For both residents and community members, Hope provides individualized resource navigation and case management, focused on access to resources and benefits, financial literacy education, career/personal skill development, and personal empowerment. Culturally competent Navigators meet and communicate on almost a daily basis with residents and community members and speak a variety of languages to more holistically serve the community.

Hope continued to provide direct, in-person service all throughout the pandemic. Given the barriers to success our clients endure, in -person support was vital. Hope has always been responsive to community need and during the pandemic the shift included assistance with basic needs, connection to social benefits, and access to quality healthcare has exponentially grown. Many residents and community members needed help in ways they had never before. Due to the changing needs and complexities, resource navigators have become even more critical in providing the support adults and children have needed over the past year.

Photos

Evidence of Program's Success

The Hope staff supports resource navigation in 13 different languages, ensuring that residents and the community are empowered to communicate their needs and feel understood and heard.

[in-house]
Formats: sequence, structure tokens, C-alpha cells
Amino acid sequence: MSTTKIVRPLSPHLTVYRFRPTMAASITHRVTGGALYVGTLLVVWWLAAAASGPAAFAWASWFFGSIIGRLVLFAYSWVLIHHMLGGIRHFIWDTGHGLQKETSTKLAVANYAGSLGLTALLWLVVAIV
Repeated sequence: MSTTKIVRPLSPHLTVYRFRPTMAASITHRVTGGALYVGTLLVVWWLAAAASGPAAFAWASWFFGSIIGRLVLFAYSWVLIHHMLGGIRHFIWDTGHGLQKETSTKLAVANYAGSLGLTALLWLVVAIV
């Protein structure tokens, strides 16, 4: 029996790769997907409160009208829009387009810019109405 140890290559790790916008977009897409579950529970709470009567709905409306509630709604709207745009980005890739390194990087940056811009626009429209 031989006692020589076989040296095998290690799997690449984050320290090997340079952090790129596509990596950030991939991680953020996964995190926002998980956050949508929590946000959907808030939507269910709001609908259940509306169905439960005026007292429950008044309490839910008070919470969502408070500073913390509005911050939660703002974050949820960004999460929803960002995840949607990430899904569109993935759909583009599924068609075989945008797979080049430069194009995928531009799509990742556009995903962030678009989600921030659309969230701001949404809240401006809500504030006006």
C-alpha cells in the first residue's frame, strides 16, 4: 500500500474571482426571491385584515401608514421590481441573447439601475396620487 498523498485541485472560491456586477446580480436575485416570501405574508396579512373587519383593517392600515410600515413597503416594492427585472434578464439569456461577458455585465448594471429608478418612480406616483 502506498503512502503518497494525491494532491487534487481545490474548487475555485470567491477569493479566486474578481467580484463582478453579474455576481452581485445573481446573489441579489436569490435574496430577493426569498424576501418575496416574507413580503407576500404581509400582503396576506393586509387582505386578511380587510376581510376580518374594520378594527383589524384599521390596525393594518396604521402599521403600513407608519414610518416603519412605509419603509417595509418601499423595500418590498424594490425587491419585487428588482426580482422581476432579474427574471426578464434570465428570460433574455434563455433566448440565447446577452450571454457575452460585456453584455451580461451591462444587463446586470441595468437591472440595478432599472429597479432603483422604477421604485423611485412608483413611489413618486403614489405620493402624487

Throughout this year, 732 unduplicated individuals received resource navigation services.

Adult Learning Programs

Class

Education 

Beneficiaries

Adults
Aging/Elderly/Senior Citizens
Immigrants/Newcomers/Refugees
Children (3 -12 years)
Unemployed, Underemployed

Description

Hope Communities provides programs and services that encourage and engage adult learners to acquire and advance skill sets that will lead to greater community integration and strong career pathways. Hope offers English classes, civic engagement programs and services, leadership training, and citizenship classes, health-related workshops, career readiness and computer/technology classes.

Since the pandemic started, Hope has continued to offer in-person resources and support to meet the current needs of residents and the community. The organization launched Tent Topics, a new program to host community partners on-site so residents could learn and gain timely and helpful information and resources related to employment, health, mental health, and much more!

Hope Communities integrates a multi-generation approach into programming, meaning we work with children and parents to give them opportunities and access that enable them to thrive as a family.

Photos

Evidence of Program's Success

In 2020, Hope Communities adapted its programs to ensure health and safety for families. Hope hosted 50 Facebook live events as a channel to connect with the community and disseminate up-to-date information related to Covid-19, physical and mental health.